(I keed, I keed. I can bench-press a hardcover book all day long. But it's true that they're less convenient)

So if you haven't already been suckered into the Mistborn trilogy, I'd suggest holding off until you can find it as mass-market paperbacks. I didn't have that choice - as usual, I had made the mistake of starting the series too early, and I'm not big on the whole "delayed gratification" thing. Which is why publishers do that whole hard-cover thing, of course.

But maybe you like hardcover books. Some people seem to think that it's a status sign. I'd personally much prefer that publishers just came out with a (more expensive, by all means) paperback initial printing, but I guess I'm odd. I pay for the words, not for the bulk.

Tuesday, December 9, 2008

Road-rage explained

Nobody will ever claim that I have any real taste in music. I mainly listen while driving, and mostly just to classic rock. Sue me.

But every once in a while I get that "stabby feeling", and yesterday I realized why. It's "Brandi (You're a fine girl)". It's one of those songs that make me change stations really quickly, even to the insipid nasty soft-rock channel that Tove listens to (which does only christmas songs this time of year - a nice improvement over their normal fare).

I'm sure that song explains at least half the road-rage incidents out there. A less stable person would quite reasonably decide that rather than change the channel, they just need to stab somebody in the face.

I realize that there are probably people out there that view that song with nostalgia, but please: before you request that song, think of the consequences.

Think of the children.

Saturday, December 6, 2008

Life is good again..

...because it looks like we figured out what the suspend/resume problem was. And as suspected, the actual resource code had nothing what-so-ever to do with it, and was apparently just a trigger for timing.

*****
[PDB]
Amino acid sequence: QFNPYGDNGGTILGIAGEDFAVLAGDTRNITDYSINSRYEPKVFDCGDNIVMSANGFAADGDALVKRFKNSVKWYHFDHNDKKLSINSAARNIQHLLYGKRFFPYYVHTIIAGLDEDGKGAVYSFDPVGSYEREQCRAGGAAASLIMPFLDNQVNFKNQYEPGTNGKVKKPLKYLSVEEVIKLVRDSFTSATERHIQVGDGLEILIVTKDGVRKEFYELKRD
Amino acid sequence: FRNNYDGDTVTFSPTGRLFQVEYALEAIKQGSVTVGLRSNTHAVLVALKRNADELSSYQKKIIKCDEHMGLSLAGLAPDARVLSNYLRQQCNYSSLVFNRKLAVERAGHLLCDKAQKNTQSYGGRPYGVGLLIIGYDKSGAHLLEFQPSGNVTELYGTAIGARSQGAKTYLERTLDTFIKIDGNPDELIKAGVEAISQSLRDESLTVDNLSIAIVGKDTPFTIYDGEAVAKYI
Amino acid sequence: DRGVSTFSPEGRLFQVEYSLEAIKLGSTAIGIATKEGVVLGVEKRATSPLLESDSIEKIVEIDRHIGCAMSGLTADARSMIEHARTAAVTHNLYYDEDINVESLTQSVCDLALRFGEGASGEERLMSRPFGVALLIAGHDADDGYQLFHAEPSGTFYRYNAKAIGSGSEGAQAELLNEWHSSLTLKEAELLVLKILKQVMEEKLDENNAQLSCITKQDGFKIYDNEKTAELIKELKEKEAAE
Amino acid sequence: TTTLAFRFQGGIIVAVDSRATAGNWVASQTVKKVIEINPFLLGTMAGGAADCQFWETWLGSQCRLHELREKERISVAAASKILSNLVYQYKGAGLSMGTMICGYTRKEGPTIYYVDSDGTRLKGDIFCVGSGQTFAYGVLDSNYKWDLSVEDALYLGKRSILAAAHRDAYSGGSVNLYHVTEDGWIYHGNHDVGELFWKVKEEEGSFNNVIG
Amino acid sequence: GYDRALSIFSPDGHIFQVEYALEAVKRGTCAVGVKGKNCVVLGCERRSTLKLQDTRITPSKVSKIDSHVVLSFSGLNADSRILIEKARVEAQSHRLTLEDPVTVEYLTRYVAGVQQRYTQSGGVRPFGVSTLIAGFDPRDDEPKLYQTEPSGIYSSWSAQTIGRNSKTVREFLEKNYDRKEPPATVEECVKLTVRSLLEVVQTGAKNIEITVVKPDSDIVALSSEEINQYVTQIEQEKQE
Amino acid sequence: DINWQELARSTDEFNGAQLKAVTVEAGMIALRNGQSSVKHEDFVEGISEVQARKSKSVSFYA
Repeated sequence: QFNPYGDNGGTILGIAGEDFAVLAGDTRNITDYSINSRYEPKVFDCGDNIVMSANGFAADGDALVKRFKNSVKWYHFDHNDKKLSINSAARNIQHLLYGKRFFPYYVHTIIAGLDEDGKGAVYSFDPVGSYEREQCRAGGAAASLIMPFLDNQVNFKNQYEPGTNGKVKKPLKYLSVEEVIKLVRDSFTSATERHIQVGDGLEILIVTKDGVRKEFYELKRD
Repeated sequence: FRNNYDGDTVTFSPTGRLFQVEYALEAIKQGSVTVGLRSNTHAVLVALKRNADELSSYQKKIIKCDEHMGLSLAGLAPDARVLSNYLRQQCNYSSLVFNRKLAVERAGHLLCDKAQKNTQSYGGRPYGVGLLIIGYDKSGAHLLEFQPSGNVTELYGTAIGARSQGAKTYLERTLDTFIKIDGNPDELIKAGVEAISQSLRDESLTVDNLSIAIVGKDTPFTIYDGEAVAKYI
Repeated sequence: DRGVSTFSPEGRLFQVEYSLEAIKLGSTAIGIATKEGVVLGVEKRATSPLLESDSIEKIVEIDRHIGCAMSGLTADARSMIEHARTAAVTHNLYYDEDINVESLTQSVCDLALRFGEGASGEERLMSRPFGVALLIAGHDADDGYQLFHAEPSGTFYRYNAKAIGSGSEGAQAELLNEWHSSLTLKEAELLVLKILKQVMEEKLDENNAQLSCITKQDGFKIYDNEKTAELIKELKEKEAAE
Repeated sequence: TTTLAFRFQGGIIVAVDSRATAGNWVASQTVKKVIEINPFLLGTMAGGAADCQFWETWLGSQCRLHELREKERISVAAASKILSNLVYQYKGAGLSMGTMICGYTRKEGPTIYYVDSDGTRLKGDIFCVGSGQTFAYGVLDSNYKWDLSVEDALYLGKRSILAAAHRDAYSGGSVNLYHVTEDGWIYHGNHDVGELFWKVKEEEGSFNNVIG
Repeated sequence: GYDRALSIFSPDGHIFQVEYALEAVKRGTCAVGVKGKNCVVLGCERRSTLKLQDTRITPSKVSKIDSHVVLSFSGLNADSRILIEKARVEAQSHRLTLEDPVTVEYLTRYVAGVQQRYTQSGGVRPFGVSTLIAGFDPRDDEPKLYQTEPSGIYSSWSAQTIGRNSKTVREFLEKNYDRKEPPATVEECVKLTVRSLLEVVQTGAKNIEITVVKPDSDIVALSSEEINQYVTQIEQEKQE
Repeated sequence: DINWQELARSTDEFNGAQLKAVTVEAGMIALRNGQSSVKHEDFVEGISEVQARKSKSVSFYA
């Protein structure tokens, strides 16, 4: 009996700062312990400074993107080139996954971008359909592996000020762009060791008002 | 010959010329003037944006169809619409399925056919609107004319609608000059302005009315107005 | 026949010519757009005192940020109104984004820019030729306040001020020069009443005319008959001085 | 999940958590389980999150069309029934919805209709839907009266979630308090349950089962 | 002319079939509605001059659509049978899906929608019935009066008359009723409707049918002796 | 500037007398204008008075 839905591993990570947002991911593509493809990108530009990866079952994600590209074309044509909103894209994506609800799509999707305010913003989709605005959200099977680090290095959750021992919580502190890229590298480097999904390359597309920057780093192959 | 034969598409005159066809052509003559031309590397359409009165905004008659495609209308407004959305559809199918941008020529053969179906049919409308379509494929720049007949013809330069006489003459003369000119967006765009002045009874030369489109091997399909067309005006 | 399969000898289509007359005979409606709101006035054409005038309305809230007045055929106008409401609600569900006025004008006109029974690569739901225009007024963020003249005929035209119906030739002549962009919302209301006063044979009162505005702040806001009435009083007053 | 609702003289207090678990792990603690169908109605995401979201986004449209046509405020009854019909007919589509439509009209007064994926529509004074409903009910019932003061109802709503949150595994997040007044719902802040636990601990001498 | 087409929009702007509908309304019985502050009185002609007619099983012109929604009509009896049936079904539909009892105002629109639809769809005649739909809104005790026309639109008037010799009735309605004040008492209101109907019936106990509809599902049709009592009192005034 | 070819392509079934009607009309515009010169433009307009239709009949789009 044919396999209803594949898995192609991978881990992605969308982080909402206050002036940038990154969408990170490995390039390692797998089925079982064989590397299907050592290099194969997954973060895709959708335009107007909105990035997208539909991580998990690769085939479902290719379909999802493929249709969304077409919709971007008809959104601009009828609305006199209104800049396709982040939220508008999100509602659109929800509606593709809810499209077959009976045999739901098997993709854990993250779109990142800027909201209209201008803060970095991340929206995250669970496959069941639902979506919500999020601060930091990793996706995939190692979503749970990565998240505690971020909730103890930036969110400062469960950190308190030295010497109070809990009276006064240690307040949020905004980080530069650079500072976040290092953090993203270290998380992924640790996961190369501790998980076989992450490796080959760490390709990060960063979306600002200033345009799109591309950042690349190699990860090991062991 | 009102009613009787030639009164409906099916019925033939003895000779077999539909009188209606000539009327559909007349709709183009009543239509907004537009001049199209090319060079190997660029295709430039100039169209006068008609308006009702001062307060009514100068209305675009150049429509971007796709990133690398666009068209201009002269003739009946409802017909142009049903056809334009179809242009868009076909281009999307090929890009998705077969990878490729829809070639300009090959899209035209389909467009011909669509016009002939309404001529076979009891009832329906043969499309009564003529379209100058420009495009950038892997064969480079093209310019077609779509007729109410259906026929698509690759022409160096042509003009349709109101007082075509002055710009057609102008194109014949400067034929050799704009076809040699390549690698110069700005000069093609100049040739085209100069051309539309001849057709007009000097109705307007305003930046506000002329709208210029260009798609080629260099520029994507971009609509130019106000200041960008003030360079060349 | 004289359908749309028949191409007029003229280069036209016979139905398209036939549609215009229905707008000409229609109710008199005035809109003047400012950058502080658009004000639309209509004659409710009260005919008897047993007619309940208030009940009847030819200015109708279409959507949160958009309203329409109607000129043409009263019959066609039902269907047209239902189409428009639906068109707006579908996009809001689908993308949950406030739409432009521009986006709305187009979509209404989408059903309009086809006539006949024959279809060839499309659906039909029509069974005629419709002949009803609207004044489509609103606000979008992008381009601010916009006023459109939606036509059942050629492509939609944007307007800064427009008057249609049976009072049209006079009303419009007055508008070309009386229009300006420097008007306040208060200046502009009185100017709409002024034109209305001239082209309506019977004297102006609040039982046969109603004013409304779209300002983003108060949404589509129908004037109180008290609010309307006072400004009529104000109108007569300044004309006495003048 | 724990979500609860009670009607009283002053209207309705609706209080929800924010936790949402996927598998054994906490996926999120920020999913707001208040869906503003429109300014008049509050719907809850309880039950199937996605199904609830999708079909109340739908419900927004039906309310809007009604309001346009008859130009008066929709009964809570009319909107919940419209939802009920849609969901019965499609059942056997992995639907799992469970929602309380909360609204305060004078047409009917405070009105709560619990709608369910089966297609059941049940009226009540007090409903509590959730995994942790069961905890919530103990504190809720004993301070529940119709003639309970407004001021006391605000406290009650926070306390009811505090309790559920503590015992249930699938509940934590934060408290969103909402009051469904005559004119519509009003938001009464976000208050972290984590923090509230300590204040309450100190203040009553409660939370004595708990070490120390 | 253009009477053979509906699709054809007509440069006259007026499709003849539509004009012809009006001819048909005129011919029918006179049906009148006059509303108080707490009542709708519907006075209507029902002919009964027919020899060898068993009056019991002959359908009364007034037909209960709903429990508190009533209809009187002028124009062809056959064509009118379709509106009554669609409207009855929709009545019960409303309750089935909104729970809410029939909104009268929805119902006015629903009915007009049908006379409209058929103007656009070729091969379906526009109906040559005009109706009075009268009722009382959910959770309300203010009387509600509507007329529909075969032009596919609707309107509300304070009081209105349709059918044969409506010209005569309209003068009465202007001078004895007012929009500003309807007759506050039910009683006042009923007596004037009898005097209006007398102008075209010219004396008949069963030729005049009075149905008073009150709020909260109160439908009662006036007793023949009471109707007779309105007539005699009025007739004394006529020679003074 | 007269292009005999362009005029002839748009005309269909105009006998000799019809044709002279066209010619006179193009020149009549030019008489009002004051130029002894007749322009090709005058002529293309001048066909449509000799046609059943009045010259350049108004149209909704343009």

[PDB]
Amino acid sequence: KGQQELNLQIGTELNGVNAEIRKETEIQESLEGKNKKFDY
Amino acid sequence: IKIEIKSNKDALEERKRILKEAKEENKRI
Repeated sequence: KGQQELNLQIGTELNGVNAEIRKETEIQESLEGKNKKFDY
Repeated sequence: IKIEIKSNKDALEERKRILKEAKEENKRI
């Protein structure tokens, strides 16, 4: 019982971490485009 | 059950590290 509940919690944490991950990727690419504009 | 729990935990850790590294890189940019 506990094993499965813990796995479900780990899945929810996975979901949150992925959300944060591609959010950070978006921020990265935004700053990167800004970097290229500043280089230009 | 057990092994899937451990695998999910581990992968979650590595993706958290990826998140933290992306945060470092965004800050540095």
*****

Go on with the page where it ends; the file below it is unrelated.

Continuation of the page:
It's frustrating with bugs like that, but on the other hand it's then a big relief when it gets resolved, and in this case we also ended up going through a lot of code and I think we'll be much better off as a result. It's also a huge relief to find the actual root cause, rather than seeing things that can be used to paper over and hide the problem.

And kudos to the people who actually saw the problem (Rafael and Frans), and who spent a lot of time trying out different things and sending out logs and looking at the resource allocation. The real clue was in a log from a successful suspend/resume cycle that showed some questionable behaviour despite not actually failing.

Thursday, December 4, 2008

Debugging hell

So I've spent much of the last couple of days remotely debugging this insane suspend failure (or to be exact, resume failure) that happens occasionally for a couple of people.

Now, suspend/resume debugging is some of the nastiest crud around, because when you suspend a machine, you end up (obviously) having to turn all the devices off. And guess what? That also means that you have no way to then inform the user about what is going on when things go wrong, because all those nice devices (like the screen - duh) will not be available. So no screen output, no serial console traces, no network dumps, no nothing.

To make matters worse, we even know how to trigger the problem (on those particular machines, neither of which are mine), but the particular PCI resource layout that is needed seems to have nothing what-so-ever to do with the actual failure itself. It seems to be just a way to trigger it, nothing more.

(And that's also why I've been debugging it personally - the whole resource allocation thing is one of the areas where very few other people know how things work. Most of the time I can try to prod others into looking at the bugs, but in this case it was one of those rare "Linus or nobody" choices).

So I'm frustrated. I'm doubly frustrated because it's a reasonably recent Intel chipset, and some simple debugging facilities is the one thing I've been asking Intel to add to the core chipset for the last several years so that we could do some kind of sane tracing over complete failures where all other devices are unavailable and you have to power off the machine to get it back.


I want to be back under water.